CP: Gov. Huckabee, one of the speakers at the public policy forum today spoke of the dilemma we are facing as a country, saying they feel America is in a "deep sleep" when it comes to dealing with the tough moral and religious issues that face our nation. What are your thoughts on this?

Huckabee: I think a lot of people in America do not understand that the basis of true liberty can't happen without an objective moral standard by which we live our lives. And there is an increasing push to compartmentalize faith separately from our life in the public square – and it's not possible – at least it's not possible if we continue the American tradition of true individual freedom, which also implies individual responsibility. Without an objective moral standard that's not possible.

So I'm disturbed that in the Republican Party we're having this pushback from what I would call the more elite business establishment types who want us to come vote with them but they really don't want us to come shape the policy and they're almost embarrassed we're still holding fast on things such as same-sex marriage and the sanctity of life and still believe that a biblical basis for citizenship is important. Not that we're trying to mandate a particular belief or practice, but without understanding who we are as a country, how liberty works and what the basis of what it is, we can't sustain the American way of government. It's just not possible.

CP: That take us to an interesting point because I think few will disagree that the Tea Party played a major role in 2010 of electing conservatives to Congress and even to local elected positions. Since that time, what type of influence do you think the Tea Party has had on the local political landscape, especially in the GOP where they appear to be at odds with some mainstream Republicans?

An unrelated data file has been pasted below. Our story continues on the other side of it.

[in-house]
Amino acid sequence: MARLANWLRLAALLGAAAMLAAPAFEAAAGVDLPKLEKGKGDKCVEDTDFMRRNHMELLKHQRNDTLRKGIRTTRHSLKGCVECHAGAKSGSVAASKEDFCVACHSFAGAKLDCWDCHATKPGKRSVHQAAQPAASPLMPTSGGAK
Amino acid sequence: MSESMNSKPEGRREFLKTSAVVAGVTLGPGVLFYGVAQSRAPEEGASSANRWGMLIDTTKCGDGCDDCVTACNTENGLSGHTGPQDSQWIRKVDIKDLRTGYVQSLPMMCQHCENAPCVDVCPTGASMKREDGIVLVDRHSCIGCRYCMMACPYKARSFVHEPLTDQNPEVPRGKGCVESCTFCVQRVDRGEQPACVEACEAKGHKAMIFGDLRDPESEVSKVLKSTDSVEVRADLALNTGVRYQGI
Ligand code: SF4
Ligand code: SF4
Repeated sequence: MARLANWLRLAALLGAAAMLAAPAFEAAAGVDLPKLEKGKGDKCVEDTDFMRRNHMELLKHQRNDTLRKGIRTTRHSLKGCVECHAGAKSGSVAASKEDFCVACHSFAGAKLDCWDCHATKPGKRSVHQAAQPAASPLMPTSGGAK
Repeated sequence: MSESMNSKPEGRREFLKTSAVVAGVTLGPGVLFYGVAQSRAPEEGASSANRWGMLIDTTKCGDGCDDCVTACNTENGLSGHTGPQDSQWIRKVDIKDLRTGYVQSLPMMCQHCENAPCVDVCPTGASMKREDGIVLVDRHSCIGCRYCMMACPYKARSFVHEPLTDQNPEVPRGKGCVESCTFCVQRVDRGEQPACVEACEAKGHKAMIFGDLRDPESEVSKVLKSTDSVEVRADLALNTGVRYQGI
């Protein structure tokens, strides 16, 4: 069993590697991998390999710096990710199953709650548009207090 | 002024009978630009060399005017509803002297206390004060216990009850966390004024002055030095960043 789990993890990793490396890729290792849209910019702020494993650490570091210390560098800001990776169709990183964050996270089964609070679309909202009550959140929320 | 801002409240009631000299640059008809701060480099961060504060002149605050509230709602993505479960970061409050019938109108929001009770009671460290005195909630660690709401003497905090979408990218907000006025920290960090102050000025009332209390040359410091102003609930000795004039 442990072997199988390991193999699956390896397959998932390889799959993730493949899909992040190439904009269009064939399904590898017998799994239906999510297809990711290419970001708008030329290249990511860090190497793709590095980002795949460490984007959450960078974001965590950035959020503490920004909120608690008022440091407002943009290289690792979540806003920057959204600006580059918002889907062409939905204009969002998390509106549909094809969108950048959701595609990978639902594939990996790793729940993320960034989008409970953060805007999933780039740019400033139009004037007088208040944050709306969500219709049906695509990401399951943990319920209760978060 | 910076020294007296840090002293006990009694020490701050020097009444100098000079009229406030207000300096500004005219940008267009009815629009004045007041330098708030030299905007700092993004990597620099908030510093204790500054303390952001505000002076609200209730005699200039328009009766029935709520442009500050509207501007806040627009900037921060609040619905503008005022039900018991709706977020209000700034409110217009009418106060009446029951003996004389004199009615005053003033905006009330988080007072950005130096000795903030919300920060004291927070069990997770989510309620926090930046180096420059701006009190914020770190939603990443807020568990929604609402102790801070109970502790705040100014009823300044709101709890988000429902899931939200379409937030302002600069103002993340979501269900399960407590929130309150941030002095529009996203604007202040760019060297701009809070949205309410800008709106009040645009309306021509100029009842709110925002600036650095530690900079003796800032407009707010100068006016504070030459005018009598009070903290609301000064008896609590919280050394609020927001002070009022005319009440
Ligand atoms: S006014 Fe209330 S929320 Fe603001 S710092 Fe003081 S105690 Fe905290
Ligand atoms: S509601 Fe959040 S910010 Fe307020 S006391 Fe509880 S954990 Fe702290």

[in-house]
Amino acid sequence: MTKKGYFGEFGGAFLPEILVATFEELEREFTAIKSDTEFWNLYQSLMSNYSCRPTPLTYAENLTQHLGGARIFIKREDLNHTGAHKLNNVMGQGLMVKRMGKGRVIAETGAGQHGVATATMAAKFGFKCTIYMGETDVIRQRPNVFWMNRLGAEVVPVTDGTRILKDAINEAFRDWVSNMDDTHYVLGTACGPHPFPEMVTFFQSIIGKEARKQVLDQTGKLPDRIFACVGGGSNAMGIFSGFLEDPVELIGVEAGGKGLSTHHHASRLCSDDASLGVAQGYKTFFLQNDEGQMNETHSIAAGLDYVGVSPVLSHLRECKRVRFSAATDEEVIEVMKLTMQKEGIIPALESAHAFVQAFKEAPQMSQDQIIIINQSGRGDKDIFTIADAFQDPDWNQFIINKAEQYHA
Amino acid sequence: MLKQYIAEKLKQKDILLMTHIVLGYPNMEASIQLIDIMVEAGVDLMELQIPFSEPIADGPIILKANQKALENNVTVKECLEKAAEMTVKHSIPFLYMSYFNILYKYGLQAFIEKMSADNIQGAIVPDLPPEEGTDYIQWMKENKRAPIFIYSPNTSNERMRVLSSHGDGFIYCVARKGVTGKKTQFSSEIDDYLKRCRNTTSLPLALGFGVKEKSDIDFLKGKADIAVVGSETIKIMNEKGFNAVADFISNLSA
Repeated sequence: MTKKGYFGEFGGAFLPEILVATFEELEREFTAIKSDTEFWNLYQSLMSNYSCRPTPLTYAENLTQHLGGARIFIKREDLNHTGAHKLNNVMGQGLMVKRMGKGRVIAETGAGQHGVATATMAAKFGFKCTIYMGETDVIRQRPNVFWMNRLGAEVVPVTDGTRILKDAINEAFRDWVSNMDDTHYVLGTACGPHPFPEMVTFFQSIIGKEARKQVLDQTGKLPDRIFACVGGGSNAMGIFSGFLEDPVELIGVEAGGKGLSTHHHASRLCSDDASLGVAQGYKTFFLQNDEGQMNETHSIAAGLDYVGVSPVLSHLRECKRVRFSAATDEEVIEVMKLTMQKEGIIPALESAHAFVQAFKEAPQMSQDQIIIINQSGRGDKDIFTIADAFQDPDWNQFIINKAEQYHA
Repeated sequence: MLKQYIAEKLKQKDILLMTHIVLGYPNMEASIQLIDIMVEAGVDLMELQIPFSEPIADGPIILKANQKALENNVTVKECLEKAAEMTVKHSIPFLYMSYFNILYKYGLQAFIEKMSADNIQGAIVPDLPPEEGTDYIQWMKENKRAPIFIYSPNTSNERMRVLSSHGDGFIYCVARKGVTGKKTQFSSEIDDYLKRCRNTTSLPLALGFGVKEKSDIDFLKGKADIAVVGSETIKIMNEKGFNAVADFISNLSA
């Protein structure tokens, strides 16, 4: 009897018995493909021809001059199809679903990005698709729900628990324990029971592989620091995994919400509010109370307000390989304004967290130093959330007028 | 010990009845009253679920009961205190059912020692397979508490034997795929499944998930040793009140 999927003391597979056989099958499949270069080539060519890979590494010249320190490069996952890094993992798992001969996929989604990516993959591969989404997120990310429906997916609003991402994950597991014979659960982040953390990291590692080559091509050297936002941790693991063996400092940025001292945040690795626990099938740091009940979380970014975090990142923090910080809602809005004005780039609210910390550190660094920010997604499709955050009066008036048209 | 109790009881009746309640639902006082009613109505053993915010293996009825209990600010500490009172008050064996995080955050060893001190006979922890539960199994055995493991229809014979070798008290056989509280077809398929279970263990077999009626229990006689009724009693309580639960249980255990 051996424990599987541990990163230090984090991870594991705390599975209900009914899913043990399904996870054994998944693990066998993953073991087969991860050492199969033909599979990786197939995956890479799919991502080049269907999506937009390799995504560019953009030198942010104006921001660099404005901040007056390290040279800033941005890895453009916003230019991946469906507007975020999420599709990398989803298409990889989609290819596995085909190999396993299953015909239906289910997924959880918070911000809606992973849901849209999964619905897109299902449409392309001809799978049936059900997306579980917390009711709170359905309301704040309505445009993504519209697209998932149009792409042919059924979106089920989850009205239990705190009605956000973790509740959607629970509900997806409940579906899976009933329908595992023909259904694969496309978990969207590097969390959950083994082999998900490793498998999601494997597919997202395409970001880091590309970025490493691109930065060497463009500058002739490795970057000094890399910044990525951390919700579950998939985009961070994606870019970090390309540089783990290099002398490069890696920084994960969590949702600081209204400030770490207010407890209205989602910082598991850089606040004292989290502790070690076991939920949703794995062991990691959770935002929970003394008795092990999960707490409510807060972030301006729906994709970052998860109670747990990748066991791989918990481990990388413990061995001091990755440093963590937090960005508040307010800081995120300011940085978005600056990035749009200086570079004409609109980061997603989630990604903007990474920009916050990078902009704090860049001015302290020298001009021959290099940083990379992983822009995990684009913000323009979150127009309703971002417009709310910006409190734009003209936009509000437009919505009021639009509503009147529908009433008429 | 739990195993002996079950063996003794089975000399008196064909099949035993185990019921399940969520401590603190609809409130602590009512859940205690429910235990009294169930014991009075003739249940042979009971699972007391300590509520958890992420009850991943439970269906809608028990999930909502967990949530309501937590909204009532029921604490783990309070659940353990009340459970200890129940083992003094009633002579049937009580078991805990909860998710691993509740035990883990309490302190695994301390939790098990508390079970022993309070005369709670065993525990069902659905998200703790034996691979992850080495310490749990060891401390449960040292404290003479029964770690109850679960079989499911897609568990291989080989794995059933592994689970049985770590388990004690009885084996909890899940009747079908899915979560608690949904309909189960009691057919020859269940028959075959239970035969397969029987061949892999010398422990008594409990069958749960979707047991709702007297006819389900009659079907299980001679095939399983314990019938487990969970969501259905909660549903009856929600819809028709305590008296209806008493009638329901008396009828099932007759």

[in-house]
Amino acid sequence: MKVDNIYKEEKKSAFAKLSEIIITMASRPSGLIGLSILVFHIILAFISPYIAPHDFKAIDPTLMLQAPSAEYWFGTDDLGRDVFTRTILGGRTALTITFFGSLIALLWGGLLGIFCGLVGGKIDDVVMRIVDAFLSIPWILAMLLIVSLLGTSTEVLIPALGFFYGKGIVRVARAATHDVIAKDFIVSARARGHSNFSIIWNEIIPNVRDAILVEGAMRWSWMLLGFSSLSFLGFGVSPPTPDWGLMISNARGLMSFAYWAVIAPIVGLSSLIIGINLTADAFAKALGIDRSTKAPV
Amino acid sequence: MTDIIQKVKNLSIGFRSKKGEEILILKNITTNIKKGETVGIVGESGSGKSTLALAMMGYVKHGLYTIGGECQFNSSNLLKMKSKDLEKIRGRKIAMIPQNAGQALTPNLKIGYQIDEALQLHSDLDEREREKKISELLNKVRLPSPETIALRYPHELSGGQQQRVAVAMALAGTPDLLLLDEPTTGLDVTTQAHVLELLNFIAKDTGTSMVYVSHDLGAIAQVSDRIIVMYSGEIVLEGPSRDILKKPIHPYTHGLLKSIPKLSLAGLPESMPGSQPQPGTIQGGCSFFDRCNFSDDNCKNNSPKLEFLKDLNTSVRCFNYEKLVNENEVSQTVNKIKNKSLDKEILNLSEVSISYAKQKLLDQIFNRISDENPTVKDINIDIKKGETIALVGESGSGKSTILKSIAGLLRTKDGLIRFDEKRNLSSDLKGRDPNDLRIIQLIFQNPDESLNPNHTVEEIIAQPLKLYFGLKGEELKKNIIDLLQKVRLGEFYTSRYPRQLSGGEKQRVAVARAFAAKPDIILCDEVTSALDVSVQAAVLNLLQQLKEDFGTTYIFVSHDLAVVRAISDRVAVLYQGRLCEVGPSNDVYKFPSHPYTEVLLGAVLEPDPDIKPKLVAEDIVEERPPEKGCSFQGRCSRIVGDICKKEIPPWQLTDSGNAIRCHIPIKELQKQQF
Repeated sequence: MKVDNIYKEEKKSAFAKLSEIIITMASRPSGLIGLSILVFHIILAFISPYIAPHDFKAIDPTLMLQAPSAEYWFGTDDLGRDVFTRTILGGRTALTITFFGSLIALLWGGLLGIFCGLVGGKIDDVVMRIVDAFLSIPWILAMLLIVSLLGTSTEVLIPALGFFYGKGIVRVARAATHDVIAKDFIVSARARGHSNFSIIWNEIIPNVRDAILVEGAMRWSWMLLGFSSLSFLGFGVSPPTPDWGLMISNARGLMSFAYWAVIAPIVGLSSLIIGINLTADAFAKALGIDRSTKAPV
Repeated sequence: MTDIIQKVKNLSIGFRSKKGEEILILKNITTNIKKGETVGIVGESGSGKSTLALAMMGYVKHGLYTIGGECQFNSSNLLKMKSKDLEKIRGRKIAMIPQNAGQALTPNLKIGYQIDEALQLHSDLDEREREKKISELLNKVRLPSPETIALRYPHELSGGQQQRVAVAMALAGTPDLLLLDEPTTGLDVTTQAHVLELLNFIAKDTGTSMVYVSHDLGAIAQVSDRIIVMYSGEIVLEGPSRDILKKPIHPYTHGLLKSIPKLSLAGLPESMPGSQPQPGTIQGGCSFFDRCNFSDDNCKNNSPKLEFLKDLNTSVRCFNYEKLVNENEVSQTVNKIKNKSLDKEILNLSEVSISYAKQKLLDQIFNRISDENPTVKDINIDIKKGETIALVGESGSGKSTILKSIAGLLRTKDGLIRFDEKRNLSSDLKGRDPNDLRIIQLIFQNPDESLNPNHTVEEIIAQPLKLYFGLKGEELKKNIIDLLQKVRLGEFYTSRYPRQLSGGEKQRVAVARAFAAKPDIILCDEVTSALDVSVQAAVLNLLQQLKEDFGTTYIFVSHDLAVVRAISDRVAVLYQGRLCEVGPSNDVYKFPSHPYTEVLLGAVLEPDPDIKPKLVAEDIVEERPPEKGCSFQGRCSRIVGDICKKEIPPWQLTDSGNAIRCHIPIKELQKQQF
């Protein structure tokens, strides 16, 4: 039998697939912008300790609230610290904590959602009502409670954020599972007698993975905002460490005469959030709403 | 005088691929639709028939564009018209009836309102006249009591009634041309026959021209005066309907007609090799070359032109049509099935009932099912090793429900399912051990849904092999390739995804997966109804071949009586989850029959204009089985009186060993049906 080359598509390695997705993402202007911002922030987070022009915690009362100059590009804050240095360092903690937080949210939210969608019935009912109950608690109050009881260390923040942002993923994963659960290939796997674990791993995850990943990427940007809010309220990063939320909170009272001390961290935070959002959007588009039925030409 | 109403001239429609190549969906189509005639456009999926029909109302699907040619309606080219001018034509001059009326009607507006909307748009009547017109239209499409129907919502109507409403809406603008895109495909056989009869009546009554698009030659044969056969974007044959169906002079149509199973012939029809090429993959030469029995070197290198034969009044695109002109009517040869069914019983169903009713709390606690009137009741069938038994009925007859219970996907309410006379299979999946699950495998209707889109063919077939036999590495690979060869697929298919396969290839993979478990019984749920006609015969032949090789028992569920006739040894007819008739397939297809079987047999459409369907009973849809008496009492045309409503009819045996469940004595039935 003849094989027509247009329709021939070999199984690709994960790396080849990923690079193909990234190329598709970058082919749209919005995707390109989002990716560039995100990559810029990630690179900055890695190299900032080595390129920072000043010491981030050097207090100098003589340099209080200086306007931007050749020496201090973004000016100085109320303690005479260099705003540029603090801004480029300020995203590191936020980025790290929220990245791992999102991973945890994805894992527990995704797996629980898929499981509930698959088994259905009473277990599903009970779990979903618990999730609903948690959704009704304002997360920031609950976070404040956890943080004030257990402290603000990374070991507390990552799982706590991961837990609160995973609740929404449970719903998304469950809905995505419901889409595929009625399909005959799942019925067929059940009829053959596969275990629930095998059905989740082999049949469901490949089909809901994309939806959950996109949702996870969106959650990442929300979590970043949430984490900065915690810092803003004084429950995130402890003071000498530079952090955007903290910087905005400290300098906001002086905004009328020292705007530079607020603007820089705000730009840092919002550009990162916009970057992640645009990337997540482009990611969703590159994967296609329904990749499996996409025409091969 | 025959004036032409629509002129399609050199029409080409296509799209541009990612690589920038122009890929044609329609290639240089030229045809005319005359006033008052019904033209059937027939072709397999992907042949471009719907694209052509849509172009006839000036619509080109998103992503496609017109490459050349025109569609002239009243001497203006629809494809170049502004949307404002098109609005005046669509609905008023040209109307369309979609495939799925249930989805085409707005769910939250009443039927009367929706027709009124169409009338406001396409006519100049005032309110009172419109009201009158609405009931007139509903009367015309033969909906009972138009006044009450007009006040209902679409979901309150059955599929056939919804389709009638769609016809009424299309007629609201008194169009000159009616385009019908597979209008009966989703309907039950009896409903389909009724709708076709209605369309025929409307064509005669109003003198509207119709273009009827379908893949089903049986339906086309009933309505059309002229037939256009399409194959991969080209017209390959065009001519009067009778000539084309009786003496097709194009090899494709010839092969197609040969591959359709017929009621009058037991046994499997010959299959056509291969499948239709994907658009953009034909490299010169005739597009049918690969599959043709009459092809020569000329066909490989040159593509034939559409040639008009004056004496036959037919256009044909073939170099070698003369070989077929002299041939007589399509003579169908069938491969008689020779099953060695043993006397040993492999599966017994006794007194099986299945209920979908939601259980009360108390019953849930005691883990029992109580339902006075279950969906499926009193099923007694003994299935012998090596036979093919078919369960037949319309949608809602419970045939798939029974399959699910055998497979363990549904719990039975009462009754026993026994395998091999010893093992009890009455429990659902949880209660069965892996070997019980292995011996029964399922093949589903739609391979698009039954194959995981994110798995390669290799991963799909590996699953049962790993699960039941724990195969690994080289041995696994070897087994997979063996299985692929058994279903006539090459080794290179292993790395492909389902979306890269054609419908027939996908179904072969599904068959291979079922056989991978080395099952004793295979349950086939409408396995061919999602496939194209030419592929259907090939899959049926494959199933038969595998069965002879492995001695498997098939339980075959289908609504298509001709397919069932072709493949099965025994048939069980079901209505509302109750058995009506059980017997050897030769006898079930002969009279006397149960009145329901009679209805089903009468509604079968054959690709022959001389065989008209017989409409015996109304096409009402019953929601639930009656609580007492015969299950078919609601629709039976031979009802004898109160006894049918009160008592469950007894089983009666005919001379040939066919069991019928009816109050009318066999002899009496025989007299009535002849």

Huckabee: I think it's overall a positive movement. It has brought energy and a life into the party.

Most of the people who identify themselves with the Tea Party, these are small business owners, grandmothers and grandfathers, mothers and fathers, who are tired of having to play by different rules than they saw others play by. They saw what was happening with their taxes, their liberties, their incomes and the choices they had on how to educate their kids as they wanted to and then they would see Congress exempting themselves.

One thing that I do think has happened is that many people who started in the Tea Party three to four years ago have now been absorbed into the mainstream of the Republican Party. So when people say the Tea Party is not that active…it's not that they are inactive but they have moved more into the more institutional mold, which is typical for many things. It starts as a passion and becomes a movement of sorts and then it eventually becomes almost institutionalized. That's not all together bad, it's just the nature of the cycle and I think that's where we are.

CP: Some will say the Republicans lost in 2012 because they focused too heavily on social issues. Interestingly, social conservatives maintain that the Romney campaign did not focus on social issues such as marriage and life much at all. What do you think the major issues will be in the next election cycle?